Rewired podcast: Is there a role for renewable gas in our homes?

Green hydrogen offers a renewable alternative to natural gas, but is it a viable energy source for our homes?

The Australian Gas Infrastructure Group (AGIG) is investing in the technology, planning to transition its natural gas network to renewable hydrogen by around 2040.

With 15 years in the energy industry and a background as a chemical engineer, AGIG’s Head of Strategy and Innovation Kristin Raman is one of the quiet transformers having a big impact on the way we use energy.

She joined us to share some of AGIG’s plans and explain the role she sees renewable gas playing in the energy transition.

“If you want to maintain reliability and deliver that in a cost effective way, I think you have to have renewable gas as part of that solution.”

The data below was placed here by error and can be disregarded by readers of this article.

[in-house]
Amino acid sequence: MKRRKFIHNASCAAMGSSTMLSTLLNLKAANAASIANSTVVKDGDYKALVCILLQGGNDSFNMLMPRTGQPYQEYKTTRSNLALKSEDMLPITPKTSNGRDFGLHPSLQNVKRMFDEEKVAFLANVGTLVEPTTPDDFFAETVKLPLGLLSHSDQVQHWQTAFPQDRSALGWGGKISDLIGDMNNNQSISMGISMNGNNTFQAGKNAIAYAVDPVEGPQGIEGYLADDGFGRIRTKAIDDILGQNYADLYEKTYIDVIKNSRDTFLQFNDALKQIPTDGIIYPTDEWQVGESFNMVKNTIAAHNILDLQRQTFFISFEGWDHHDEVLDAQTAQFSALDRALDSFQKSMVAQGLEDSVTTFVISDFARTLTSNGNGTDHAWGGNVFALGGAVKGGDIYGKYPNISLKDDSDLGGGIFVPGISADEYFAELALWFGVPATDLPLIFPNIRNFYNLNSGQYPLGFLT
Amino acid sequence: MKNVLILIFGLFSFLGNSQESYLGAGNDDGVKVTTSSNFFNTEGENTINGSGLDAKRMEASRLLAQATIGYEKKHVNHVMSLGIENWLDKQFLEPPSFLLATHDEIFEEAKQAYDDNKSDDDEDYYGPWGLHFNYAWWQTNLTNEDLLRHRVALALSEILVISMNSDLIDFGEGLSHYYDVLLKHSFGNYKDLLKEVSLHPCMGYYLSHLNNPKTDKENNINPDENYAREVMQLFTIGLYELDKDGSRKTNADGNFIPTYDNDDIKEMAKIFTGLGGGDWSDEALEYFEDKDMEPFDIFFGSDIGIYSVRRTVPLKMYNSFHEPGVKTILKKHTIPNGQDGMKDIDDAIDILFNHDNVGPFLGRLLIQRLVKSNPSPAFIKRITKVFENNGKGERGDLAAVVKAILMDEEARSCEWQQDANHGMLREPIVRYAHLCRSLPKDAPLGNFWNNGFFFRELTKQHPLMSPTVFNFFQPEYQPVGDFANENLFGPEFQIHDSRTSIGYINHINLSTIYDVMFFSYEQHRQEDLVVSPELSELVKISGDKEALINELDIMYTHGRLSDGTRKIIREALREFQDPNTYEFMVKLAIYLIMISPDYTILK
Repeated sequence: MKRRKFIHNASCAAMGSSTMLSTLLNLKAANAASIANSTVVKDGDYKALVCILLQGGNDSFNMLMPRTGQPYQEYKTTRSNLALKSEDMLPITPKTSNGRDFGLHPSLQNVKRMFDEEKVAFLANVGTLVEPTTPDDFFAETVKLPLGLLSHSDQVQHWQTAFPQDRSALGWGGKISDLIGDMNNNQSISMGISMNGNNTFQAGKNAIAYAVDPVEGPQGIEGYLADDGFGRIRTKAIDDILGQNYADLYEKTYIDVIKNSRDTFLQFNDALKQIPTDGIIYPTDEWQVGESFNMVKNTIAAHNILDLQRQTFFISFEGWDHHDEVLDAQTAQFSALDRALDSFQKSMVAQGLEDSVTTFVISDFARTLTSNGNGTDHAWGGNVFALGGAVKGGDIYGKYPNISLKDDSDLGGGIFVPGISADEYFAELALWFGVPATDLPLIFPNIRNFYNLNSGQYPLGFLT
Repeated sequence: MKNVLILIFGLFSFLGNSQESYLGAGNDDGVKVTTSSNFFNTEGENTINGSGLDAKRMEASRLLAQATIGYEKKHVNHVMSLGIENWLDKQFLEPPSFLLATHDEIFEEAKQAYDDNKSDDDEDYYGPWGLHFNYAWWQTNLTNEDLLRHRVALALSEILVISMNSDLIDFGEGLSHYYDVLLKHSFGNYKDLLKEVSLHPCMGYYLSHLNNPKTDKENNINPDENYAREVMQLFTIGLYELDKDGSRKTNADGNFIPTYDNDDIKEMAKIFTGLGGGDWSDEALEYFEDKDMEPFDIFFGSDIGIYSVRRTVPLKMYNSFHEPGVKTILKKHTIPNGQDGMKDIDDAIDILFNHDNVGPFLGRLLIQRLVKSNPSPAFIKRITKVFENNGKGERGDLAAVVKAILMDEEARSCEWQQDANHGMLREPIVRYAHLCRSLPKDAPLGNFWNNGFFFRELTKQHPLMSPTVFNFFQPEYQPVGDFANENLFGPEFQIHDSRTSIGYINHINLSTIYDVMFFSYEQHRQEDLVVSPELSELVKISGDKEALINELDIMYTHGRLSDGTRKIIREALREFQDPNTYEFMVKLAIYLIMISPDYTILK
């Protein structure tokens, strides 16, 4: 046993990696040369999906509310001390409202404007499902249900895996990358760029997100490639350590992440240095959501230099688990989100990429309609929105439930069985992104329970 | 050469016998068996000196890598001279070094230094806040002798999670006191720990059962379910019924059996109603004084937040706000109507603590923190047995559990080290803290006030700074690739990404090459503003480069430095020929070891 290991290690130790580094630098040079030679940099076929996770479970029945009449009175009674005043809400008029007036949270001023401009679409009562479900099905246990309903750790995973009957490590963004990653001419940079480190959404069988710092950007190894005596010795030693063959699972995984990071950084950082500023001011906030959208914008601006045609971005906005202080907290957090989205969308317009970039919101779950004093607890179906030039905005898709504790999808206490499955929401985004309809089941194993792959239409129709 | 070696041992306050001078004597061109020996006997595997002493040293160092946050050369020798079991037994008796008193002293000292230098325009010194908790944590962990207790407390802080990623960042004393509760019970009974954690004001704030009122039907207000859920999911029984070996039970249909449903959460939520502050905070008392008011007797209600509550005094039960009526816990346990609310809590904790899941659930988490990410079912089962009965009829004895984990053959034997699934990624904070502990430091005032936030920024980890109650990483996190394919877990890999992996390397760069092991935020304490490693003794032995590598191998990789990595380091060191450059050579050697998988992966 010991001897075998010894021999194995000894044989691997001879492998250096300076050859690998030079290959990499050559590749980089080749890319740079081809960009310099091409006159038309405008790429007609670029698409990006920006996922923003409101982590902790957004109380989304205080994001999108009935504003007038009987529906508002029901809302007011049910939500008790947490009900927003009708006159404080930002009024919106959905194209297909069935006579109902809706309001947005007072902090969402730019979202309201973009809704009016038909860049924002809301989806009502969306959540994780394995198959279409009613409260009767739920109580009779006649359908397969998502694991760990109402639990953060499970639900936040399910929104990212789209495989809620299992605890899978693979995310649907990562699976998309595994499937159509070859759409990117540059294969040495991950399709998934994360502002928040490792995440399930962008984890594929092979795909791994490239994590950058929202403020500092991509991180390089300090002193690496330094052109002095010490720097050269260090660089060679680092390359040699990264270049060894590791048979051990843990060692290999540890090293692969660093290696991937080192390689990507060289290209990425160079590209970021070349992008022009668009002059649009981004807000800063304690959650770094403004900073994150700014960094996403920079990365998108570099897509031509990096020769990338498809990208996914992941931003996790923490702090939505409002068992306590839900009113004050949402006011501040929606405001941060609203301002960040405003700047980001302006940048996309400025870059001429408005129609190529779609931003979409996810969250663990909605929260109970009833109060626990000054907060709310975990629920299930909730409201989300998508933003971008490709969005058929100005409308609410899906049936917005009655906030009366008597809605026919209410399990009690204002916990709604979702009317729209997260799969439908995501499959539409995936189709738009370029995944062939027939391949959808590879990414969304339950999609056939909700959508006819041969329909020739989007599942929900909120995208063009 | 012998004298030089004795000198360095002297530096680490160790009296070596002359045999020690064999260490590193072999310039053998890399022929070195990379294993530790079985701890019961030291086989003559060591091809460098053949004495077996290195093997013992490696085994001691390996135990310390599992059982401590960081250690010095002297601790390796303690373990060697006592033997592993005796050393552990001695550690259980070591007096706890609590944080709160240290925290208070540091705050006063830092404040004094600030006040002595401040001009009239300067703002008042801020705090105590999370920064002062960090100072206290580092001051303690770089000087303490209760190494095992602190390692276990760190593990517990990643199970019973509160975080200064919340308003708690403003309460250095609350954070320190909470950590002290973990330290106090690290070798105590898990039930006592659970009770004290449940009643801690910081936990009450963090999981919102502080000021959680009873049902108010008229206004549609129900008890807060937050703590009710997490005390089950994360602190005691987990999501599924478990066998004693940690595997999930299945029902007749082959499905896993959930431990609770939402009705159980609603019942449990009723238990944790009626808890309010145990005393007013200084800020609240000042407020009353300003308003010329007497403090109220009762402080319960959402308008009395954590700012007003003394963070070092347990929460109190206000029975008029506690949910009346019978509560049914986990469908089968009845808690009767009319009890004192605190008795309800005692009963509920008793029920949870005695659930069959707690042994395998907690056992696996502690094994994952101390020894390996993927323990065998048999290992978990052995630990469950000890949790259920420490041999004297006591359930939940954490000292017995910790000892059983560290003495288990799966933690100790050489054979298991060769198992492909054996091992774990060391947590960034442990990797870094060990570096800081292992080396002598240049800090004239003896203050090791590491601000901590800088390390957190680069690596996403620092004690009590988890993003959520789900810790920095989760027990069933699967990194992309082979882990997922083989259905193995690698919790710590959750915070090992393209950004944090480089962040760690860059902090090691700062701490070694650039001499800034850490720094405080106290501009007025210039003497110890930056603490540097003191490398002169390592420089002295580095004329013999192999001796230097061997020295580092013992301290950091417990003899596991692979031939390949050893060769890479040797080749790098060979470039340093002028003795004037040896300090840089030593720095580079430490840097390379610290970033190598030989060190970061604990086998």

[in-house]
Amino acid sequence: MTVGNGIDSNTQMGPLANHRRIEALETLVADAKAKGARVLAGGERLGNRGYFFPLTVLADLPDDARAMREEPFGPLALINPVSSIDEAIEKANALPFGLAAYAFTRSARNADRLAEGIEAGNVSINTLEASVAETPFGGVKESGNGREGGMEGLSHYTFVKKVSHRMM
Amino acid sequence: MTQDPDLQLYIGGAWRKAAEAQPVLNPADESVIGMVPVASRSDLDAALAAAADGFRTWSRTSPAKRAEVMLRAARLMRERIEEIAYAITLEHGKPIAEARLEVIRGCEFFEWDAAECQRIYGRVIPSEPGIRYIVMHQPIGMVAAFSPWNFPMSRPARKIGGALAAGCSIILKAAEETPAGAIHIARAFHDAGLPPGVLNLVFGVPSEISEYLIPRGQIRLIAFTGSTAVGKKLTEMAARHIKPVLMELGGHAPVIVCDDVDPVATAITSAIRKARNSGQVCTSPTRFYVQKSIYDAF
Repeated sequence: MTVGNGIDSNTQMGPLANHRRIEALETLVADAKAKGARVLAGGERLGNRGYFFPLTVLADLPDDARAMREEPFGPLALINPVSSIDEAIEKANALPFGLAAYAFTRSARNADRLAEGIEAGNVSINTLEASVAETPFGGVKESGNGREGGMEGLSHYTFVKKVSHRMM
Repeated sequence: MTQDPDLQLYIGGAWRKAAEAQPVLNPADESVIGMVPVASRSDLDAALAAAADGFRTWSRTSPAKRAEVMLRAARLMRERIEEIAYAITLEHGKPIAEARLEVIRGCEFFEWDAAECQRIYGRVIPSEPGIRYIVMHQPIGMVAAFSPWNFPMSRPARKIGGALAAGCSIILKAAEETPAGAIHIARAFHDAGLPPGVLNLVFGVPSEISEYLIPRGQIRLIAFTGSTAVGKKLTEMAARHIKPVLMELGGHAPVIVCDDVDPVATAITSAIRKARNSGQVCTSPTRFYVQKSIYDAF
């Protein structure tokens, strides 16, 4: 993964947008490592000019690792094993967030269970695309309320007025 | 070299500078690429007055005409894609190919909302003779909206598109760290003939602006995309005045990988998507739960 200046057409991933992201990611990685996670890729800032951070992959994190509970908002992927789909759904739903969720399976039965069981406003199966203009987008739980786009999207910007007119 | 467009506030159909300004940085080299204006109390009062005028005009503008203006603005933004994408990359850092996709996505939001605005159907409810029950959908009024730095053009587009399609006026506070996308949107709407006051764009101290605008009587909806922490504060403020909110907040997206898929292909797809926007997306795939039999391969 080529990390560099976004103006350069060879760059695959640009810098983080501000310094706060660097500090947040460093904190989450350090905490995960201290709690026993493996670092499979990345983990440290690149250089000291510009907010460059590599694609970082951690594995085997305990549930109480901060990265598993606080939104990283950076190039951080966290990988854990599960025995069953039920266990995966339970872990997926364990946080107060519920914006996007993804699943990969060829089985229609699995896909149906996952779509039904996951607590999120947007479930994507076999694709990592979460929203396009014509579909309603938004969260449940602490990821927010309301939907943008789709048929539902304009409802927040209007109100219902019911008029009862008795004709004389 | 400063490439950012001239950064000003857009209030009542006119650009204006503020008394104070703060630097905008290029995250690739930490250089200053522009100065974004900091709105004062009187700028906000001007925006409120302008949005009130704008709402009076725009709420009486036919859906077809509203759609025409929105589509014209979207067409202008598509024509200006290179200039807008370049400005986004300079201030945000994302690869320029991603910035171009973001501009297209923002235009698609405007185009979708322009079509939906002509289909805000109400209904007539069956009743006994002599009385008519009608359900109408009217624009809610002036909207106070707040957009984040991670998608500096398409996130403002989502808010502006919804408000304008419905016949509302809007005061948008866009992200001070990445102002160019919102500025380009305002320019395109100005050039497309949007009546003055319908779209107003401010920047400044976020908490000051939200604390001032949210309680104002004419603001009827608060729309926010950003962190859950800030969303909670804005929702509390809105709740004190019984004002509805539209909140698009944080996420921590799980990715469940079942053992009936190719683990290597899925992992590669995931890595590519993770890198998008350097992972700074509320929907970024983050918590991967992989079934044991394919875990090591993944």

On the road

In May, ARENA announced that AGIG will receive up to $32.1 million for a project blending hydrogen into their gas network at Wodonga on the Victoria-NSW border.

The funding will support AGIG to install a 10MW hydrogen electrolyser powered by renewable electricity, reducing the emissions intensity of their gas pipelines that service 40,000 customers in the area.

On their pathway to reaching their renewable hydrogen target by 2040, AGIG aims to achieve a 10 per cent hydrogen blend by 2030.

“And we probably think that, you know, 10% is a really comfortable level for the appliances that we’ve got today.”

Together with other funding recipients Engie Renewables Australia and ATCO, the project is part of efforts to bring down the cost of hydrogen produced by electrolysis.

Currently the renewable gas costs significantly more to produce than alternatives derived from fossil fuels, partly down to the high cost of electrolysers.

“As many people might realise, at the moment, electrolysers are pretty much bespoke and built by hand, there is not a lot of automation in these factories.”

Together with further reductions in the cost of renewable electricity, there is an opportunity to bring the cost of hydrogen down as electrolyser technology becomes more common and demand grows for emissions free gas.

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